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Scientists find native trees can withstand heatwaves

large tree in meadow
Native trees adapt to dry spells by closing their pores to prevent damage to their ability to absorb water through the soil. Keystone

As Switzerland emerges from one of the warmest summers on record, researchers from the University of Basel have found that native forest trees cope with high temperatures better than expected. The study authors caution that it is not clear whether consistently warmer and dryer temperatures still put native forests at risk. 

The three-year studyExternal link found that most native tree species are physiologically well-equipped to withstand extreme drought such as the one in 2015 by means of effective pore closure and adequate sugar storage. Initial data from the heat wave of 2018 confirm these results.

Closing the pores, however, comes at a price – a slower rate of photosynthesis. If the pores remain closed for a long time, the tree can no longer produce sugars and ultimately risks starvation. Based on this, the conventional wisdom was that trees run the risk of either desiccation or starvation during extreme dry spells. Reliable data on this phenomenon had not been available until the University of Basel study.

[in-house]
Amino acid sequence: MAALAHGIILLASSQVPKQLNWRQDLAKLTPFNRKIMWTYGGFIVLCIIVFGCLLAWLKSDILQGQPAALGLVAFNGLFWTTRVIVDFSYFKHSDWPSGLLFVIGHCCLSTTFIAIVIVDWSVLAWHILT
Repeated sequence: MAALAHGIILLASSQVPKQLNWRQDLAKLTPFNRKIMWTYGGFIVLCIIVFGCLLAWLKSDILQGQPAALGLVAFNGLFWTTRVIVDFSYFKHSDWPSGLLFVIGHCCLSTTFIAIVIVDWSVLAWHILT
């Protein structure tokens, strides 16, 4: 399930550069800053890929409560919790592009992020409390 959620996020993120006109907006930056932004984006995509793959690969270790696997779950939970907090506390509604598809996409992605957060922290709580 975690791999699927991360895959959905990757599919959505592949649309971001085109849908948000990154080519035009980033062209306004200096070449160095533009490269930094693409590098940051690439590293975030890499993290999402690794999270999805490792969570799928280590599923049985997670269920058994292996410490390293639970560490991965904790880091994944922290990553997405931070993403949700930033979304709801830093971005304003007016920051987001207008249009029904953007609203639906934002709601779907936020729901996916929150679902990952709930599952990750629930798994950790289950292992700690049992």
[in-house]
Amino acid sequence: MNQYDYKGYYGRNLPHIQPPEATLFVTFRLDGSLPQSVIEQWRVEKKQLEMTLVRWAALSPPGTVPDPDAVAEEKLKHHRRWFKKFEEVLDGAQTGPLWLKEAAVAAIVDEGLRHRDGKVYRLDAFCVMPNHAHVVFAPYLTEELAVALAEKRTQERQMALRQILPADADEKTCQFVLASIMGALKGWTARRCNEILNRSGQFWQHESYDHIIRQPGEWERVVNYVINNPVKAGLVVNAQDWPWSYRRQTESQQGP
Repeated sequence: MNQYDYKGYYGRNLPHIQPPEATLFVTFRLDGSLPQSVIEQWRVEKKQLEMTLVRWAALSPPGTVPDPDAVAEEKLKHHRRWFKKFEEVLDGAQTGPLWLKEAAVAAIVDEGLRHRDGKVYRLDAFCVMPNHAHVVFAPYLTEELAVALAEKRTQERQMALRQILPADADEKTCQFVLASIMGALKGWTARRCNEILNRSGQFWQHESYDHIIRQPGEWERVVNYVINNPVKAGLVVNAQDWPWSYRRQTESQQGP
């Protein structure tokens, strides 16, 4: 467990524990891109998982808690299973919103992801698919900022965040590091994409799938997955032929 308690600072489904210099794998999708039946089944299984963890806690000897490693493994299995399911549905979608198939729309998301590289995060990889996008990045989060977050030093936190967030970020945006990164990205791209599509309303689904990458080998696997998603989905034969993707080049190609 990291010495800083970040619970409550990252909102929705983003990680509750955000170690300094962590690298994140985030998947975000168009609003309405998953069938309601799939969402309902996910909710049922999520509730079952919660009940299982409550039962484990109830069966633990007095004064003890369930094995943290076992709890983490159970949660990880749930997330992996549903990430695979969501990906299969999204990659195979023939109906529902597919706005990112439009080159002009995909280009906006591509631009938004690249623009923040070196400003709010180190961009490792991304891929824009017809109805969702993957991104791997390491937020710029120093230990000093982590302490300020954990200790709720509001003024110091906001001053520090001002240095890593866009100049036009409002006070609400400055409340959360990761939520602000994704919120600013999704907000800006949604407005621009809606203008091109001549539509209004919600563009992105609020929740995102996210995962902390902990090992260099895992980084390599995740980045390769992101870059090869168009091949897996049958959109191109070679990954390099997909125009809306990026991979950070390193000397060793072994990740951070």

By closing their pores, the study found native trees prevent damage to their conductive pathways that help them absorb water from the soil and thus avoid the risk of desiccation. The researchers found no evidence that the long-lasting pore closure leads to a reduction in the trees` sugar reserves – a sign that the trees are still in good health.

The researchers indicate that people shouldn’t be alarmed by the leaves turning yellow in August – earlier than expected. “Premature leaf shedding is another safety measure to protect the trees from drying out,” explained the study leader Professor Ansgar Kahmen from the Department of Environmental Sciences at the University of Basel.

“Although brown leaves are no longer able to carry out photosynthesis, the sugar reserves are already quite full at this time of year, so the tree should be able to survive the winter as well,” says Kahmen.

While native trees are well-equipped to cope with single events such as the hot summers of 2015 or 2018, researchers caution that it remains unclear whether their safety mechanisms are sufficient to withstand a continuous increase in heat and drought events.

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